Features  Indigenous architecture with Douglas Cardinal

About Douglas Cardinal

On the night of September 17, I entered a packed lecture hall in Macdonald Harrington, eager to see the architect whose work had initially drawn me towards architecture at a young age. As I entered the hall, the lights already dimmed and every seat filled, I joined those who were crouching on the steps of the aisles. That night, Douglas Cardinal challenged and upended the axioms and conventions on which I had built up my knowledge of architecture. 

Renowned Blackfoot architect and activist Douglas Cardinal was born in Calgary in 1934 and studied architecture at the University of British Columbia and the University of Texas at Austin. Cardinal has been awarded over 20 honourary doctorates and the title of Officer of the Order of Canada. One of the most notable signatures of his work is organic, curvilinear forms and a resistance to conventional, rectilinear shapes commonly found in architecture. Cardinal approaches architecture through an Indigenous worldview which, he explains, is based on cooperation, responsibility to one’s community, respect of land and life, and respect towards one’s ancestors as well as future generations. Thus, Cardinal bases his work on the philosophy of organic architecture, which is centred on the relationships between human beings, architecture, and the environment, and approaches architecture as a greater living organism. 

Cardinal began by picking up a black feather, explaining, “Elders told me to take it with me and remind me that I have to speak from my heart.” He began telling us about his childhood and family. His father, who was Anishinaabe, left his reserve and lived off the land. He was a hunter and trapper who sustained himself and his family off the land entirely, and raised Cardinal with the same skills and respect for the land and for life. “He realized that these animals gave up their lives so we could flourish, so we respected them.”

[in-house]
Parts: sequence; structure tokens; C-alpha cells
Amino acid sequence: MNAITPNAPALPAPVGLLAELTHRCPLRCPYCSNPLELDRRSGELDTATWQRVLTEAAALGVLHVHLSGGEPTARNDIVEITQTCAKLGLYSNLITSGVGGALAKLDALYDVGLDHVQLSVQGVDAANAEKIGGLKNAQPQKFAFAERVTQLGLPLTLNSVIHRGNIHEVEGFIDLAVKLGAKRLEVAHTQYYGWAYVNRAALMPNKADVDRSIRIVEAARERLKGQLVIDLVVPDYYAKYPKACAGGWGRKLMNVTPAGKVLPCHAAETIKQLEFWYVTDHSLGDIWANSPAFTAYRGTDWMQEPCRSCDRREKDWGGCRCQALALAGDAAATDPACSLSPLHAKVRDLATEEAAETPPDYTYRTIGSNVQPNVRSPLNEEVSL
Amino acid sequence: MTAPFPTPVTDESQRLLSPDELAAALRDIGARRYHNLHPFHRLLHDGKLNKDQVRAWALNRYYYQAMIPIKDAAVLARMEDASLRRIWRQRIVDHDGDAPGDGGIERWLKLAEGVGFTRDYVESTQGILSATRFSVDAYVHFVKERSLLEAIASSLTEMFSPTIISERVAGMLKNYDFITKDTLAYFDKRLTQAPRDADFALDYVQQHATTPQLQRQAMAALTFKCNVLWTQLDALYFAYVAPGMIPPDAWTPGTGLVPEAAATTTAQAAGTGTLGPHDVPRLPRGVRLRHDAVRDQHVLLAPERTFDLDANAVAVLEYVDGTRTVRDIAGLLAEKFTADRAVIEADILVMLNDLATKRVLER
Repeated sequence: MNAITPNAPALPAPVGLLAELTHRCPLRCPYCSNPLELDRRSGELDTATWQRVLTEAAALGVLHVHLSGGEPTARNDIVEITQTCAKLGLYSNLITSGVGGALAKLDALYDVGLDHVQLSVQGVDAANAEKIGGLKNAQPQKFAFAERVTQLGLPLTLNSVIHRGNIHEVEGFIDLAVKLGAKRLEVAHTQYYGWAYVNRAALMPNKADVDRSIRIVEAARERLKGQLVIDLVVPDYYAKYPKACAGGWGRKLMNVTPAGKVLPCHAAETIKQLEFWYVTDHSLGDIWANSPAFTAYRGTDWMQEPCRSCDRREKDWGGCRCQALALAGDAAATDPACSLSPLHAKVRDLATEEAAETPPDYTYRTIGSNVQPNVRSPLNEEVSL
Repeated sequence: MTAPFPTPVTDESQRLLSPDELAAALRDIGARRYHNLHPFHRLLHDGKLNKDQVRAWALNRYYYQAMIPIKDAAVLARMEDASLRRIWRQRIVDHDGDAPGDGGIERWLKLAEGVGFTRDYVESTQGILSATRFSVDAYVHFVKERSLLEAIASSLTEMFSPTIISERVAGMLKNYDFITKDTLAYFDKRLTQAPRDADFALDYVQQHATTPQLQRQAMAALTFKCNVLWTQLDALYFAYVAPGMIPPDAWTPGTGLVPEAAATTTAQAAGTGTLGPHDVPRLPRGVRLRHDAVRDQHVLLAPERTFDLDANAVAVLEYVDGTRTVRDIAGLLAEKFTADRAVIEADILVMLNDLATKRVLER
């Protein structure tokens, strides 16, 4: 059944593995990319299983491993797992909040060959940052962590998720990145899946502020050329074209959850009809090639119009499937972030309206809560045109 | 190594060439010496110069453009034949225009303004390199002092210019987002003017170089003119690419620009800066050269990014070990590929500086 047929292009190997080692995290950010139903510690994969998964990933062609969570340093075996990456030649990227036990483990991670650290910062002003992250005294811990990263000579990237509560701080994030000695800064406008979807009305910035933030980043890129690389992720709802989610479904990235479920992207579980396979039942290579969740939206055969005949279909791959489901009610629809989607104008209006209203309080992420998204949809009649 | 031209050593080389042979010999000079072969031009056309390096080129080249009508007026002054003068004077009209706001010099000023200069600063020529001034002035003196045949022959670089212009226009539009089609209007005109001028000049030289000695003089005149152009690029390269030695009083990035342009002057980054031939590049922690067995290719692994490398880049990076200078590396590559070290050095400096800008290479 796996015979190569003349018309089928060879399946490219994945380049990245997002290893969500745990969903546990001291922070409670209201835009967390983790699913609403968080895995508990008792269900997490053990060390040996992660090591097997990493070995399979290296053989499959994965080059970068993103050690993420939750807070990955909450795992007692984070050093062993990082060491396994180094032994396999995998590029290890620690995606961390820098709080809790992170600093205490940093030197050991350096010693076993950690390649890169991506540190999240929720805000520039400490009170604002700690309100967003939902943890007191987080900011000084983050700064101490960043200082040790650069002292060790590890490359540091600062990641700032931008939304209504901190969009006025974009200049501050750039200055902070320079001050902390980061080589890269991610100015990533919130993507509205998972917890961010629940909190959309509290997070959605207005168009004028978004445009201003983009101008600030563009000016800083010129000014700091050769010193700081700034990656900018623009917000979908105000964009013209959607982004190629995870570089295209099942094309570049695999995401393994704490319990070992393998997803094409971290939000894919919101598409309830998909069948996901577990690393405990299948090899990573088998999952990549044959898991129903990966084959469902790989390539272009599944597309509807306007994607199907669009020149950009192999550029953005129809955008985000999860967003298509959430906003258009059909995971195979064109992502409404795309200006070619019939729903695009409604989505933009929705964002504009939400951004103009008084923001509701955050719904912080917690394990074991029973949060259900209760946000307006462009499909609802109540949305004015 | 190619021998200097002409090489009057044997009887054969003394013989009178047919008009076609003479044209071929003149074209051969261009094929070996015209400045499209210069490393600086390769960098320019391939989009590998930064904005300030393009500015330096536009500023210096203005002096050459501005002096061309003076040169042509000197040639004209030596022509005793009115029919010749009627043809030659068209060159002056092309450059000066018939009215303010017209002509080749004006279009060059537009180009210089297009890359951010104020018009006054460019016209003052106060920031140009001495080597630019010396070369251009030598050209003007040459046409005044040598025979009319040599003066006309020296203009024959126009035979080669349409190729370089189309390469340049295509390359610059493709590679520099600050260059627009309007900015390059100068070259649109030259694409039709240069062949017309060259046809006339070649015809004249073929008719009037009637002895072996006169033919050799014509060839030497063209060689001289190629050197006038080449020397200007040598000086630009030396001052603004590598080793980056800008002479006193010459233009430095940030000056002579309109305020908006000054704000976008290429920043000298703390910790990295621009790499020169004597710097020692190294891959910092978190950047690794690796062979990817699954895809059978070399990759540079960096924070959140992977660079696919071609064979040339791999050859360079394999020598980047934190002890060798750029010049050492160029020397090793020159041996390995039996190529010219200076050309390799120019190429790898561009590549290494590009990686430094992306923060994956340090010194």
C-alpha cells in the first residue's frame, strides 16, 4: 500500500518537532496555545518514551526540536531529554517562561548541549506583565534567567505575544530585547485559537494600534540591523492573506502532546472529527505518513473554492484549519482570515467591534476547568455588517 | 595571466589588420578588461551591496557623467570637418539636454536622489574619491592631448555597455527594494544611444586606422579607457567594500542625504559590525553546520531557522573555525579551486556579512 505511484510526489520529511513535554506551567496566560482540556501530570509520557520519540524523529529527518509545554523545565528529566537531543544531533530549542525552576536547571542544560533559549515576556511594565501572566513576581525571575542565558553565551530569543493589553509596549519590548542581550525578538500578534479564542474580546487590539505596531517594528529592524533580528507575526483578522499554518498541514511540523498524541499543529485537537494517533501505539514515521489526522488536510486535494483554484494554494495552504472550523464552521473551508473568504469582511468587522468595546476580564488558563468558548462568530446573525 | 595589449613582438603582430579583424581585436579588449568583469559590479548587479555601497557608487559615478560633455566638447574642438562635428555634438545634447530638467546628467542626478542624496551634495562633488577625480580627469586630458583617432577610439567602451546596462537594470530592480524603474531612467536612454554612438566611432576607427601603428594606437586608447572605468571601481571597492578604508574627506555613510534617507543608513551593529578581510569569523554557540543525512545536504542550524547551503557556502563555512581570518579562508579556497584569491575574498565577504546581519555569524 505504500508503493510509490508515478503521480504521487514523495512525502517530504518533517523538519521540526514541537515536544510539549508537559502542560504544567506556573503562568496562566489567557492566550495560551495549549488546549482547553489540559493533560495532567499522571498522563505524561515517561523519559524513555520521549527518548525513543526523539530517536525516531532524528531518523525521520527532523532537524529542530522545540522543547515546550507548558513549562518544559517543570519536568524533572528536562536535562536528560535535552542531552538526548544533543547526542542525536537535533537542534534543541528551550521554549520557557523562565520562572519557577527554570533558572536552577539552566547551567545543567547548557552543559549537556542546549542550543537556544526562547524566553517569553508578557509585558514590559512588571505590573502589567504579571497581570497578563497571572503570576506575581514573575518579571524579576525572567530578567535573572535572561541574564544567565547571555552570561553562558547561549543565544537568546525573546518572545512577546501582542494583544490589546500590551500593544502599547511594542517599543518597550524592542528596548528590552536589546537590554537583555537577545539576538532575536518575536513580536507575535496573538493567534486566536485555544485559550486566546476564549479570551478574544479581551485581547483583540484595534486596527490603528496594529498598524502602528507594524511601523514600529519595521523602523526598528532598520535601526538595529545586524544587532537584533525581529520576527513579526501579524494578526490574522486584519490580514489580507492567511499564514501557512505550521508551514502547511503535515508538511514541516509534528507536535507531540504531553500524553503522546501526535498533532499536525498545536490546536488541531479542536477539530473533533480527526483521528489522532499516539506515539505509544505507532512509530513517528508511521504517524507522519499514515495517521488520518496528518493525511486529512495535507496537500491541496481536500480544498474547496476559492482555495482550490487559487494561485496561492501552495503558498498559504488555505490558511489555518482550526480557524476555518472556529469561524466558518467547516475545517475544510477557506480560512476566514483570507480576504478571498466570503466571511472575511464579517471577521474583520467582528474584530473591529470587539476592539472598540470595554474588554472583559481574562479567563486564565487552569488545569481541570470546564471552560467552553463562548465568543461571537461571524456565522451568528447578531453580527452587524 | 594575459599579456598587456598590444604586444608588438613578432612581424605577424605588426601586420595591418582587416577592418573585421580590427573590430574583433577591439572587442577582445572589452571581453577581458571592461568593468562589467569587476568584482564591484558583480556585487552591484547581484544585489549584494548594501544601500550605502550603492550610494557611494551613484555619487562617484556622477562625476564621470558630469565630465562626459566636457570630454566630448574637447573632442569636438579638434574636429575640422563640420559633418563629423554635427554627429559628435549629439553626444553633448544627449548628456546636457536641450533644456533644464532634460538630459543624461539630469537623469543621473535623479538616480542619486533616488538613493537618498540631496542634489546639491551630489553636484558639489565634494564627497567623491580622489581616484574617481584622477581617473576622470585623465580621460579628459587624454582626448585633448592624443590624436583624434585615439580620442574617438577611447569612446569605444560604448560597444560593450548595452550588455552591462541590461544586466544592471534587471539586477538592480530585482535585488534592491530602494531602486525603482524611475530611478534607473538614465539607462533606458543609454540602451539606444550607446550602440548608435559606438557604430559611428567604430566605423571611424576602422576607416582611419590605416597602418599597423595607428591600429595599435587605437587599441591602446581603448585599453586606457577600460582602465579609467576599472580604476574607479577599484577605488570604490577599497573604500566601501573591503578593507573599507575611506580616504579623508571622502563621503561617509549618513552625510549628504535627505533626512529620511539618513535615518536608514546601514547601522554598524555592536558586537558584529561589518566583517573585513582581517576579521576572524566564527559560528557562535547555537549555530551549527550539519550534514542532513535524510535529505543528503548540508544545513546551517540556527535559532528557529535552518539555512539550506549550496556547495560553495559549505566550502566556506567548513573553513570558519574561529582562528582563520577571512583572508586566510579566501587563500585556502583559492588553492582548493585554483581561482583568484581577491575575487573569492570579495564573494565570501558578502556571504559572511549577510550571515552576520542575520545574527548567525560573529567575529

His mother was a nurse who worked at a mental hospital. Cardinal describes her with fondness, “she was a very strong woman and she was from German immigrants who settled in Alberta […] At that time women had no voice. They didn’t have the vote, and they were just property of men. But she would never stoop to that. She was very self-sufficient. She got an education, and she was her own person. The doctors wanted to marry her, but she would never be in a patriarchal system, like the healthcare system was at that time.

“When she met my father […] and of course he’s Anishinaabe, and the Anishinaabe people honoured women. And women were very important in  Anishinaabe culture because they were primarily matrilineal and matriarchal. Women made all the decisions in the home, and made all the decisions for the community, and made all the decisions in the nation. And men […] honoured the decisions of the women and implemented them. That was very important for my mother, because she realized [that] if she stayed in the settler culture, she would be in a patriarchal system that […] she could not even think of tolerating. So she would rather live with my father. She quit her job, a very important job, and she moved to a little log cabin and raised eight children, and I’m the oldest.”

Cardinal then went on to talk about the impacts of settler colonialism and Catholic education on his childhood. “The problem came when I was around six or seven. My mother was Catholic. And the priest came in and said, ‘You can’t be married to this s*vage […] The only way you’ll have salvation is if you bring your children up Catholic.’ The priest convinced my mother to send me to a convent, and my two brothers, so we would be raised good Catholics. I spent half my time praying for my father, who was ‘such a s*vage,’ but to me, he was a very caring and loving human being. The people there at the convent […] were very abusive and talked about love but never followed through with it. […] I thought that truly my father was an amazing human being, and he taught me about loving and caring for all life. Because he lived it. He didn’t just talk about it. And I could understand why my mother loved him.